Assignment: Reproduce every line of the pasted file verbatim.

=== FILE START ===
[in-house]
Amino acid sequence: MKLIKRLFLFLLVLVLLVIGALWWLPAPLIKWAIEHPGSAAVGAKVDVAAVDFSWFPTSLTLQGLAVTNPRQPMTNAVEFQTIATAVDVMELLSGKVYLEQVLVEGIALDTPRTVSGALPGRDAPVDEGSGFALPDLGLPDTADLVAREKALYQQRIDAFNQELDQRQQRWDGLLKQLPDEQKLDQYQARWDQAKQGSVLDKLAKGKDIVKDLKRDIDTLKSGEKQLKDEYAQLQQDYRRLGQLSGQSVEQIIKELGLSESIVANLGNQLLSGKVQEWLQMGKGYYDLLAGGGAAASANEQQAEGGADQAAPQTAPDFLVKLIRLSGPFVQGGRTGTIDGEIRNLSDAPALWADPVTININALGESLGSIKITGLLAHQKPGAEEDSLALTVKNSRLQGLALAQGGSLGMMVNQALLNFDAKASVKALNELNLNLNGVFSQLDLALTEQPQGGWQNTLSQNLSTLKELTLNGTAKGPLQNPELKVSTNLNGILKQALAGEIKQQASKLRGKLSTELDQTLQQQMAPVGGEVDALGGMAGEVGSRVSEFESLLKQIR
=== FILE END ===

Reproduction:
[in-house]
Amino acid sequence: MKLIKRLFLFLLVLVLLVIGALWWLPAPLIKWAIEHPGSAAVGAKVDVAAVDFSWFPTSLTLQGLAVTNPRQPMTNAVEFQTIATAVDVMELLSGKVYLEQVLVEGIALDTPRTVSGALPGRDAPVDEGSGFALPDLGLPDTADLVAREKALYQQRIDAFNQELDQRQQRWDGLLKQLPDEQKLDQYQARWDQAKQGSVLDKLAKGKDIVKDLKRDIDTLKSGEKQLKDEYAQLQQDYRRLGQLSGQSVEQIIKELGLSESIVANLGNQLLSGKVQEWLQMGKGYYDLLAGGGAAASANEQQAEGGADQAAPQTAPDFLVKLIRLSGPFVQGGRTGTIDGEIRNLSDAPALWADPVTININALGESLGSIKITGLLAHQKPGAEEDSLALTVKNSRLQGLALAQGGSLGMMVNQALLNFDAKASVKALNELNLNLNGVFSQLDLALTEQPQGGWQNTLSQNLSTLKELTLNGTAKGPLQNPELKVSTNLNGILKQALAGEIKQQASKLRGKLSTELDQTLQQQMAPVGGEVDALGGMAGEVGSRVSEFESLLKQIR